US4426422 *May 6, 1980Jan 17, 1984Dennison Manufacturing CompanyDistortion and chemically resistant heat transfer materials
US4428997 *Dec 26, 1979Jan 31, 1984Polaroid CorporationProtective coatings for documents
US4517044 *Oct 28, 1983May 14, 1985Advanced Graphic TechnologyLamination of sheets and inks
US4522864 *Sep 2, 1980Jun 11, 1985Dan C. HumasonDecals and process for making same
US4542288 *Nov 21, 1984Sep 17, 1985Drexler Technology CorporationMethod for making a laser recordable wallet-size plastic card
US4584238 *Jun 29, 1984Apr 22, 1986Raychem CorporationUltrathin chemically resistant marking system and method of producing therefor
US4599129 *Sep 27, 1984Jul 8, 1986Daniel KerwinFrom rolled carrier web or strip
US4656078 *Sep 23, 1985Apr 7, 1987Brother Kogyo Kabushiki KaishaBase, label, and protective coating
US4983436 *Apr 15, 1987Jan 8, 1991Minnesota Mining And Manufacturing CompanyRetroreflective sheeting with backing film
US5042842 *Jun 26, 1990Aug 27, 1991Avery International CorporationHigh security label
US5104471 *Nov 27, 1990Apr 14, 1992Landis & Gyr Betriebs AgInterlaminar sandwich with diffraction structure
US5267755 *Jan 30, 1990Dec 7, 1993Dai Nippon Insatsu Kabushiki KaishaHeat transfer recording media
US5318816 *Dec 23, 1992Jun 7, 1994Hughes Aircraft CompanyLaminated hologram decals for identification cards and the like
US5346259 *Jul 16, 1992Sep 13, 1994Avery Dennison CorporationAnti-theft label construction
US5381618 *Jun 3, 1993Jan 17, 1995Singleton; Richard L.Security frame for vehicle license plates
US5413532 *Mar 29, 1993May 9, 1995Moore Business Forms, Inc.ID cards for impact and non-impact printers
US5484502 *Aug 3, 1990Jan 16, 1996Ford Motor CompanyUV-hard coat transfer
US5508105 *Feb 2, 1994Apr 16, 1996Minnesota Mining And Manufacturing CompanyThermal print receptive and frangible retrorefelective polymeric sheetings
US5601682 *Jul 28, 1992Feb 11, 1997Moore Business Forms, Inc.Method of making reflective decals
US5702127 *Sep 11, 1995Dec 30, 1997Uarco IncorporatedForm with selectively spaced appliance labels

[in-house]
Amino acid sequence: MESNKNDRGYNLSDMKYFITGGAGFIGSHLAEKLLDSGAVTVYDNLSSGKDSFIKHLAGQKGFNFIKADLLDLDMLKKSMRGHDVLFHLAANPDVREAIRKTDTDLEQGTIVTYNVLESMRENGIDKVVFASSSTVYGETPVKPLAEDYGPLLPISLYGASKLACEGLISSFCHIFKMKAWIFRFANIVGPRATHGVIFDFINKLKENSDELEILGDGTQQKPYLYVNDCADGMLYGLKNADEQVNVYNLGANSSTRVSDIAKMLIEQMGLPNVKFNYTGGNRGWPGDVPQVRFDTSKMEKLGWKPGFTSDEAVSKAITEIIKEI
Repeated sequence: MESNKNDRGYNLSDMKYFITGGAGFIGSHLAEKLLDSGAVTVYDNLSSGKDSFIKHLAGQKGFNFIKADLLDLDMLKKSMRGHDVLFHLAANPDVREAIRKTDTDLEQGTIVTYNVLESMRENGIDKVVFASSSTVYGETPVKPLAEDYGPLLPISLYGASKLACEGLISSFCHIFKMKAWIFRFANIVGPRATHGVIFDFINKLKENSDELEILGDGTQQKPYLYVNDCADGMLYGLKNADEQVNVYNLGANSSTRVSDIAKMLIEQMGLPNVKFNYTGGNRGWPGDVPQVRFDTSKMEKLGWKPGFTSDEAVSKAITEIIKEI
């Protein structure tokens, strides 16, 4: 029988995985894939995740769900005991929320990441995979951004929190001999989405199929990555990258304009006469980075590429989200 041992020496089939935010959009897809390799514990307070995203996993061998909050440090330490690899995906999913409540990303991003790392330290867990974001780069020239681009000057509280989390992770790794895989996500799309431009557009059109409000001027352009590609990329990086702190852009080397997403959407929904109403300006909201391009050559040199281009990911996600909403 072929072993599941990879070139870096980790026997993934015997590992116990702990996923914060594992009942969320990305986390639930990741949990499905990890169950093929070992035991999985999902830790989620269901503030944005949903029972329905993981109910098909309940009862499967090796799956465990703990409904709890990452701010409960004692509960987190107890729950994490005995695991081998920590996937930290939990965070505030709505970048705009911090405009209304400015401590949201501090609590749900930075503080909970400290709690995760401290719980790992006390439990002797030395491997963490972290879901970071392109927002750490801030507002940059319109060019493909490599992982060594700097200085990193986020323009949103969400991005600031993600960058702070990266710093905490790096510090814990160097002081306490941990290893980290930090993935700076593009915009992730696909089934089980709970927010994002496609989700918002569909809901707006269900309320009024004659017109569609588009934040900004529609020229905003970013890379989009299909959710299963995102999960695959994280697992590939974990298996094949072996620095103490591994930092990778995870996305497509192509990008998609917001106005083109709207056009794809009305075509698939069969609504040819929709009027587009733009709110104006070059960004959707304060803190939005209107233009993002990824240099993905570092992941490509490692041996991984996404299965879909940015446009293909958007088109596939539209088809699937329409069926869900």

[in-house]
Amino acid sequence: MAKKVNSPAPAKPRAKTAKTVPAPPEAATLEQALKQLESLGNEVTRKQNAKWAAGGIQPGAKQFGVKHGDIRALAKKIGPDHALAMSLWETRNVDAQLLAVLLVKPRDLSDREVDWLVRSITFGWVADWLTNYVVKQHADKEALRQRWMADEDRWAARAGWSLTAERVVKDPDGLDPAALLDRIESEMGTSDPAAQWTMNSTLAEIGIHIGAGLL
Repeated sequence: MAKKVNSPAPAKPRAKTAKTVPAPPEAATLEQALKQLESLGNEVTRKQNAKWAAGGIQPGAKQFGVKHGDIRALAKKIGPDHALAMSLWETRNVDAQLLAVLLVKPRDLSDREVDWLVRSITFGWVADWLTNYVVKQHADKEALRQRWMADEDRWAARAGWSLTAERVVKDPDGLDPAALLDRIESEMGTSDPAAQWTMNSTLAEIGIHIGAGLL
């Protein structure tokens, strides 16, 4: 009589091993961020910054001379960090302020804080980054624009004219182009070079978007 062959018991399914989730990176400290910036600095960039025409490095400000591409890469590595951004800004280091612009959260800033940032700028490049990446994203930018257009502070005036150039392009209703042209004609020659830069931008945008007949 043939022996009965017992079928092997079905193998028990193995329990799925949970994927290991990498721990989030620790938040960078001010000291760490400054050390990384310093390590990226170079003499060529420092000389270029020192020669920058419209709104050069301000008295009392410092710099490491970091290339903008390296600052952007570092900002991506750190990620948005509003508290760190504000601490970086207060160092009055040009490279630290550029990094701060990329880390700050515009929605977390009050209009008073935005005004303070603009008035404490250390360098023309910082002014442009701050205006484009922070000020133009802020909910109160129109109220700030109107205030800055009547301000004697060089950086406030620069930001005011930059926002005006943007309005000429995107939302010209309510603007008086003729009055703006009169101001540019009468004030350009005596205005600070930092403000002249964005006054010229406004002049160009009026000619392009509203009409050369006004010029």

US5869160 *Jun 7, 1996Feb 9, 1999Avery Dennison CorporationSilicone composition and microencapsulated material comprising etchant or fluorescent material
Referenced by
Citing PatentFiling datePublication dateApplicantTitle
US6375081 *Jan 27, 2000Apr 23, 2002The Standard Register CompanyBusiness form including smart card and smart card reader
US6409218 *Jun 2, 2000Jun 25, 2002Volkswagen AgTheft protection marking and marking method
US6471817 *Apr 27, 2000Oct 29, 2002Moore North America, Inc.Multipart laserlicensing sheet with decals and/or patches
US6869654Nov 13, 2002Mar 22, 20053M Innovative Properties CompanyMethod of making printable forms comprising stickers and articles
US7517571 *May 11, 2005Apr 14, 2009Barbara FunkeTemporary tattoo for neutralizing or blocking skin imperfections
US7943230 *Apr 26, 2005May 17, 2011Toyo Boseki Kabushiki KaishaEasy tear biaxially stretched polyester based film
US8016467Jan 23, 2007Sep 13, 20113M Innovative Properties CompanyLicense plate assembly
US8371615Apr 16, 2010Feb 12, 2013The Standard Register CompanyBusiness form and method of making
CN100548750CApr 23, 2004Oct 14, 20093M创新有限公司Illuminated license plate for vehicles and vehicle provided with the same
EP1477368A1 *May 12, 2003Nov 17, 20043M Innovative Properties CompanyIlluminated license plate for vehicles and vehicle provided with the same
EP2099610A1 *Dec 26, 2007Sep 16, 2009Datacard CorporationLaminate security feature
WO2002094577A1 *May 15, 2002Nov 28, 2002Giesecke & Devrient GmbhValue document and method for the production thereof
WO2004101321A1 *Apr 23, 2004Nov 25, 20043M Innovative Properties CoIlluminated license plate for vehicles and vehicle provided with the same
WO2005010853A1 *May 26, 2004Feb 3, 20053M Innovative Properties CoIlluminated license plate for vehicle comprising such an illuminated license plate
WO2005073883A2 *Feb 2, 2005Aug 11, 2005Rudolf BeneckeModular information system
Classifications
U.S. Classification283/81, 283/107, 283/91, 283/109
International ClassificationB44C1/17, B60R13/10
Cooperative ClassificationB44C1/1737, B60R13/10
European ClassificationB44C1/17H2, B60R13/10
Legal Events
DateCodeEventDescription
May 2, 2012FPAYFee payment
Year of fee payment: 12
May 9, 2008FPAYFee payment
Year of fee payment: 8
Apr 27, 2004FPAYFee payment
Year of fee payment: 4
Aug 10, 1998ASAssignment
Owner name: MOORE U.S.A., INC., NEW YORK
Free format text: ASSIGNMENT OF ASSIGNORS INTEREST;ASSIGNOR:CASPER, MARK S.;REEL/FRAME:009395/0075
Effective date: 19980805